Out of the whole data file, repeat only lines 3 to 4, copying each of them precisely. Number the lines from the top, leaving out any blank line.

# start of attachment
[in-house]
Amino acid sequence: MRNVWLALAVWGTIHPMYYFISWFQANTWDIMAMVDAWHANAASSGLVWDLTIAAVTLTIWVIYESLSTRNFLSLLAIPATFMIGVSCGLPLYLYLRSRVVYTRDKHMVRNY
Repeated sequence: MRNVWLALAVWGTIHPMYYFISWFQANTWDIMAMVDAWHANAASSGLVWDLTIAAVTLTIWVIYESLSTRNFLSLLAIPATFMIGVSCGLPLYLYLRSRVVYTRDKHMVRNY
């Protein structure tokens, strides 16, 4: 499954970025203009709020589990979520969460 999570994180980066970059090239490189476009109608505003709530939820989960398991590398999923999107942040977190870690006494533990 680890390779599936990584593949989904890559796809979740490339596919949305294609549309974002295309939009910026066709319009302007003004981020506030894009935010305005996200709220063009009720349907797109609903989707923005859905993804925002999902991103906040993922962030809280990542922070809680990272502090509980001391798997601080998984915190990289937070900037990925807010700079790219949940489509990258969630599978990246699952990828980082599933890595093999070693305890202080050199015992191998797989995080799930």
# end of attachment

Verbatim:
Repeated sequence: MRNVWLALAVWGTIHPMYYFISWFQANTWDIMAMVDAWHANAASSGLVWDLTIAAVTLTIWVIYESLSTRNFLSLLAIPATFMIGVSCGLPLYLYLRSRVVYTRDKHMVRNY
């Protein structure tokens, strides 16, 4: 499954970025203009709020589990979520969460 999570994180980066970059090239490189476009109608505003709530939820989960398991590398999923999107942040977190870690006494533990 680890390779599936990584593949989904890559796809979740490339596919949305294609549309974002295309939009910026066709319009302007003004981020506030894009935010305005996200709220063009009720349907797109609903989707923005859905993804925002999902991103906040993922962030809280990542922070809680990272502090509980001391798997601080998984915190990289937070900037990925807010700079790219949940489509990258969630599978990246699952990828980082599933890595093999070693305890202080050199015992191998797989995080799930």